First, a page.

Foy then began a process of transitioning from male to female, with electrolysis, breast augmentation surgery, operations on the nose and Adams apple[3] and voice surgery.[5] On 25 July 1992, Foy underwent full, irreversible sex reassignment surgery[3] in Brighton,[2] England. This involved the removal of some external and internal genital tissues and surgical reconstruction of a vulva.[5] The Irish Eastern Health Board paid £3,000 towards the cost of the procedure.[5]

Subsequently Foy lived entirely as a female. She had left the family home in 1990, and a judicial separation was granted on 13 December 1991. While Foy was at first granted conditional access to the children, who lived in custody of their mother, in May 1994 the Circuit Court prohibited all access.[3]

While Foy, who legally changed her first names in November 1993, was able to obtain passport, driving license, medical card, and polling card in the new name, her request to amend the sex on her birth certificate was refused.[5][6]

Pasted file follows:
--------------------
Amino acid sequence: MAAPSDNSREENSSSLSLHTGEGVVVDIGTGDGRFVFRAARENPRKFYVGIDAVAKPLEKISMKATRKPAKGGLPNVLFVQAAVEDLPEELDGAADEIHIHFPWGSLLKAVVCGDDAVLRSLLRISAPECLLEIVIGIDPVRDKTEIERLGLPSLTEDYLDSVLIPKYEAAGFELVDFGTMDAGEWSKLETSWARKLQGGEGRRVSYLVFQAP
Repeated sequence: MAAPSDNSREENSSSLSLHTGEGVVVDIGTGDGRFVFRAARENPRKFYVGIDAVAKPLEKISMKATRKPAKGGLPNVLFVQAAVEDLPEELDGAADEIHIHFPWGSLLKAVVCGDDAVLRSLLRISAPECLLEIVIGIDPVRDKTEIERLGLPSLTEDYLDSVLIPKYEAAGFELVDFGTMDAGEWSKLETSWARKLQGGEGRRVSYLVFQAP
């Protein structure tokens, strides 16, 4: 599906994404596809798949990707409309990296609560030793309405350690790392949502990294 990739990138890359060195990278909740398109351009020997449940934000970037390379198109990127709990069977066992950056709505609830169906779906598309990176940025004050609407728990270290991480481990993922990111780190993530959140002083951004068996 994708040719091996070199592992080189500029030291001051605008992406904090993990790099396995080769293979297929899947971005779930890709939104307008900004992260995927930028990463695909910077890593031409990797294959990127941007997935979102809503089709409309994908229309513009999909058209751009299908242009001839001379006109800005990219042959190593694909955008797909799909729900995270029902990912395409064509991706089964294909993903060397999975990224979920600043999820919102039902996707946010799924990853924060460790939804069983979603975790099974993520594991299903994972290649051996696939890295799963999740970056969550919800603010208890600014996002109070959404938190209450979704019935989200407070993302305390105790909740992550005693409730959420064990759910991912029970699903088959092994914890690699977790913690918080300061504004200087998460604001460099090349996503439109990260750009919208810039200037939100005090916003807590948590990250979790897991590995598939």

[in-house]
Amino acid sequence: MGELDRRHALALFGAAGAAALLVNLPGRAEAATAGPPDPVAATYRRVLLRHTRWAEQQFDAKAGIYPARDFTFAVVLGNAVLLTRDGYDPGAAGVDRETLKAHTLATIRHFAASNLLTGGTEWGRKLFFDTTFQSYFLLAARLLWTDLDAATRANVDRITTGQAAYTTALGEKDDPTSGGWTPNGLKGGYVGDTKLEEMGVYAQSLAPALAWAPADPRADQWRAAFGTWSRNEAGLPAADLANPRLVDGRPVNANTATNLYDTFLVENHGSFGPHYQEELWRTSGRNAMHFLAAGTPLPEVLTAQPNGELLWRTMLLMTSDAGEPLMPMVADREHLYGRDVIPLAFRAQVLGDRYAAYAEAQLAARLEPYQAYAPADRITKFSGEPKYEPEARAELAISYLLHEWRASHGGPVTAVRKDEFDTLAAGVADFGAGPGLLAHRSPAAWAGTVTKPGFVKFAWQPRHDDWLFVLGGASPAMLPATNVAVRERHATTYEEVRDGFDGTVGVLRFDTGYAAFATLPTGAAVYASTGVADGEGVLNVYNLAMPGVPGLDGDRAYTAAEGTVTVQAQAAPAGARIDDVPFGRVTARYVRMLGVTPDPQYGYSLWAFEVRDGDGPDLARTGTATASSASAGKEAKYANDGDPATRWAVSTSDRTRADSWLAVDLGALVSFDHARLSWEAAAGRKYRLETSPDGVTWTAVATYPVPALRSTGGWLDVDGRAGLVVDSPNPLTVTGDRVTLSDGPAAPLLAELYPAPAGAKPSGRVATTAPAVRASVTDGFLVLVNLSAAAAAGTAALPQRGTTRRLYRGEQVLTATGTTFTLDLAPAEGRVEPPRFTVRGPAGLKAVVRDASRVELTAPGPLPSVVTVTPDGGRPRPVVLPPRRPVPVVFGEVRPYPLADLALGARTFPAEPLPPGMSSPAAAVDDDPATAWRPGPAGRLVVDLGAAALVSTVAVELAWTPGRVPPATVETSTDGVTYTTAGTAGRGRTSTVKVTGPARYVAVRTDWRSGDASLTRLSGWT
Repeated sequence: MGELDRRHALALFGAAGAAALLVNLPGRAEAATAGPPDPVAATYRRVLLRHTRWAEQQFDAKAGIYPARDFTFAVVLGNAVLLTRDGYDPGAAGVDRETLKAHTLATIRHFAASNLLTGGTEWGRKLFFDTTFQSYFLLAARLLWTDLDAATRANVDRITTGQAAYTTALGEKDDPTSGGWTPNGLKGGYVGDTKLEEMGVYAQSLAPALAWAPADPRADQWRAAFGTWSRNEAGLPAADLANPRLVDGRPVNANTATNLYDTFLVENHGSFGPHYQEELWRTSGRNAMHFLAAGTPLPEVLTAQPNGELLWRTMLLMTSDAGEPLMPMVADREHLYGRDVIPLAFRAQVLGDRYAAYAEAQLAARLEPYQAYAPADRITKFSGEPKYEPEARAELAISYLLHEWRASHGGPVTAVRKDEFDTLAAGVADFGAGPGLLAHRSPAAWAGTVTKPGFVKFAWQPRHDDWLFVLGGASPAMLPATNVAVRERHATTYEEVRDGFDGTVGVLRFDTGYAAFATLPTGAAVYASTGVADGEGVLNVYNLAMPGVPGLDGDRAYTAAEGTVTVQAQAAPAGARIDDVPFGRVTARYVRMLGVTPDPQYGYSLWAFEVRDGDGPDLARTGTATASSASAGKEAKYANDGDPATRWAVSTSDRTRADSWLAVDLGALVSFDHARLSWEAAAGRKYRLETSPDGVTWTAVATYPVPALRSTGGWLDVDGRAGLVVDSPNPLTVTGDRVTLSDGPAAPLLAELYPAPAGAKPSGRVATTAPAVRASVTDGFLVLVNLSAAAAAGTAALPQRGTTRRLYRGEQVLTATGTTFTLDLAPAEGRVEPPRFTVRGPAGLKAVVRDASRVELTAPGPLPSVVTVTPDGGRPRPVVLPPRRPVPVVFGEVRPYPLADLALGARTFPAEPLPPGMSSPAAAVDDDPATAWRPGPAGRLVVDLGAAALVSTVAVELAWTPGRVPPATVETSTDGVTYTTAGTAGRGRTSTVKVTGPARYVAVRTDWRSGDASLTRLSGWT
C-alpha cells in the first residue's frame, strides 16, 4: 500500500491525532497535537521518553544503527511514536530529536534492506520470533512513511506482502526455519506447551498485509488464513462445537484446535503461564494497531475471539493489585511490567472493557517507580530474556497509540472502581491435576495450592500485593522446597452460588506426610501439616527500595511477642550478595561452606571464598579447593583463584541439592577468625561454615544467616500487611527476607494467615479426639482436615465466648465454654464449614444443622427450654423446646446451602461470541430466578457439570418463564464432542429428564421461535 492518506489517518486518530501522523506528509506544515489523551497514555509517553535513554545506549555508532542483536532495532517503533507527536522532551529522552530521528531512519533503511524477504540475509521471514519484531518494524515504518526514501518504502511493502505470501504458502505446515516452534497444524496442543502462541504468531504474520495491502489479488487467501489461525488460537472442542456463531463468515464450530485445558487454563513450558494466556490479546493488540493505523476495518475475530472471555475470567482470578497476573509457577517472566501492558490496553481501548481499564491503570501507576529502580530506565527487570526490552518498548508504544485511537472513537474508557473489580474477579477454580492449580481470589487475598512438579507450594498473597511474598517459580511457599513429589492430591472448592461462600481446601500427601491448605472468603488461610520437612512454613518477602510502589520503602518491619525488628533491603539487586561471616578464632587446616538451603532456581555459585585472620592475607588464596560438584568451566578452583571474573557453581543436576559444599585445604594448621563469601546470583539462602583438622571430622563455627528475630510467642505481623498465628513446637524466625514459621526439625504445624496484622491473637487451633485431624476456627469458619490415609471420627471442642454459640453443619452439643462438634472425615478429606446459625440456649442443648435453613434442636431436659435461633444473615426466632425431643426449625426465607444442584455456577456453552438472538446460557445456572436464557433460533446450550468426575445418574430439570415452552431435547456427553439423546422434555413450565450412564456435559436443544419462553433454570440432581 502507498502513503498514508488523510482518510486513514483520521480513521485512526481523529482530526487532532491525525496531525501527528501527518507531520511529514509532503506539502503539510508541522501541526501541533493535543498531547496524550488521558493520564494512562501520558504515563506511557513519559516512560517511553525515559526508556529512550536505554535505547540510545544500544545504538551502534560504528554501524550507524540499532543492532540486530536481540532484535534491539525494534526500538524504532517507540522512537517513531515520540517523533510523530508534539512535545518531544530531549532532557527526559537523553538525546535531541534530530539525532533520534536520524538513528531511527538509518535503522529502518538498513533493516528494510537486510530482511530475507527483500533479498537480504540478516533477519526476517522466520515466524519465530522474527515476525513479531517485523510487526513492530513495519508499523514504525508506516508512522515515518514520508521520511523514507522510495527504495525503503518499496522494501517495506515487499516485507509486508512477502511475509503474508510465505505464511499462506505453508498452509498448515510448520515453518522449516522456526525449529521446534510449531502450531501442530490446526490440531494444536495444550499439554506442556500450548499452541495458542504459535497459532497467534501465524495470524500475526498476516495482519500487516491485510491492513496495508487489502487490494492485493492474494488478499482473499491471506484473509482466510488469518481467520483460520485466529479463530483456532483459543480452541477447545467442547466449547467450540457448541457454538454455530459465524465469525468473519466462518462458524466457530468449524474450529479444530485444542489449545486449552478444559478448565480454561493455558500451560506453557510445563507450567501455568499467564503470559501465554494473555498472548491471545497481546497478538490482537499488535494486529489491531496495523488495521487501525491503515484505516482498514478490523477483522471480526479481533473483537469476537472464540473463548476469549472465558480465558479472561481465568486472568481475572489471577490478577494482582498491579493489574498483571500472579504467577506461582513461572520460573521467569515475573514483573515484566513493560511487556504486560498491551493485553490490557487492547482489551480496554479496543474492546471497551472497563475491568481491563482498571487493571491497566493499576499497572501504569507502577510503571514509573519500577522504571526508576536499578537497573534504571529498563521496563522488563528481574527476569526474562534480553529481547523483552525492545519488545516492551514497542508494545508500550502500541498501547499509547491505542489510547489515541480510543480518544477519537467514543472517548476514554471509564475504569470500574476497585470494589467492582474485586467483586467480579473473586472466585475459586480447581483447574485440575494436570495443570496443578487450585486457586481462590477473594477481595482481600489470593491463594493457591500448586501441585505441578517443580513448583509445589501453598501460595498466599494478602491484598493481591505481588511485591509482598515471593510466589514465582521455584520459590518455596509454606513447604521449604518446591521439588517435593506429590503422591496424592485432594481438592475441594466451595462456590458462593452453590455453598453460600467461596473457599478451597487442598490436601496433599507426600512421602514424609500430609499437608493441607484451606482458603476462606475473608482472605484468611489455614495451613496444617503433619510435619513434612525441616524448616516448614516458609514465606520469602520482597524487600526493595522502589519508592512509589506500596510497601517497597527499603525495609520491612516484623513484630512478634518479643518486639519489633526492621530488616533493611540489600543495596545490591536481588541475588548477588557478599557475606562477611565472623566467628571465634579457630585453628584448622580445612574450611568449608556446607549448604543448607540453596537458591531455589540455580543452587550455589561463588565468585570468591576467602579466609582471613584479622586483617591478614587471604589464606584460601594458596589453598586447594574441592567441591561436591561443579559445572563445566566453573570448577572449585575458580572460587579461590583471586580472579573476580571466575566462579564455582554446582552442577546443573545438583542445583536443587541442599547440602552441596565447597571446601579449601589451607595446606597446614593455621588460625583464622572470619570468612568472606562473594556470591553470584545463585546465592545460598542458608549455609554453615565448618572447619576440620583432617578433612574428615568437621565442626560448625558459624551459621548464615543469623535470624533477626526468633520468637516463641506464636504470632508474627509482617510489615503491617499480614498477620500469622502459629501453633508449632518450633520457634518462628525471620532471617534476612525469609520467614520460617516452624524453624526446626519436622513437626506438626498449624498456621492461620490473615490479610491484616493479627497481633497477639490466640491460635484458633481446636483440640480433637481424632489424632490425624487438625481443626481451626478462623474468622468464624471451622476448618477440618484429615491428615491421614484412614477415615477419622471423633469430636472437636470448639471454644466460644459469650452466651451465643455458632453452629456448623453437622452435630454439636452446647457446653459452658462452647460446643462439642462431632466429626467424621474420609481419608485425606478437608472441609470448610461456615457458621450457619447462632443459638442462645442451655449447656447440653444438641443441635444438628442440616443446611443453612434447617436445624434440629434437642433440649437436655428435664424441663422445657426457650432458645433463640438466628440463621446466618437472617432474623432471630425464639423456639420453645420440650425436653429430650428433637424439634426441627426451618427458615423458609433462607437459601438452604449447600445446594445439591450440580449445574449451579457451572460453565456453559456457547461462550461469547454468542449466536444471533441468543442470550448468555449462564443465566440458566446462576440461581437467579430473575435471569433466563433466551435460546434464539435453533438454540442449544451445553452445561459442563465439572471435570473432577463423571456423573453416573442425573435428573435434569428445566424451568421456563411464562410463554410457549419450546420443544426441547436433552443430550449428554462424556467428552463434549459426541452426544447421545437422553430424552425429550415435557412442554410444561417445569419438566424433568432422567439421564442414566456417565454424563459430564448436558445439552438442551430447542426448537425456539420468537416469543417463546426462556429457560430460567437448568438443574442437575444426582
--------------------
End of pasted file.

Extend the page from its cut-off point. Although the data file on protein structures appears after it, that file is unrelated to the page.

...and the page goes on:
First court case[edit]

Foy v An t-Ard Chláraitheoir
Court High Court of Ireland
Full case name Foy -v- An t-Ard Chláraitheoir, Ireland and the Attorney General
Decided 19 October 2007
Citation(s) [2007] IEHC 470
Case history
Prior action(s) Foy v. An t-Ard Chlaraitheoir & Ors [2002] IEHC 116
Court membership
Judge(s) sitting Liam McKechnie

Foy began legal proceedings in April 1997,[7] to challenge the refusal of the Registrar General to issue her with a new birth certificate. Unemployed, Foy was represented in the action by Free Legal Advice Centres. The basis of her action was a contention that the Births and Deaths Registration (Ireland) Act 1863 did not justify the practice of using solely biological indicators existing at the time of birth to determine sex for the purposes of registration.[6] According to Foy, she had been born a "congenitally disabled woman" and the error recording her sex on her birth certificate was not only embarrassing to her but also could interfere with her constitutional rights, as she would be unable to ever choose to marry a man.[6]

The case reached the High Court in October 2000. Foy's former wife and their daughters contested her plea, claiming that it could have "an adverse effect on their succession and other rights."[1]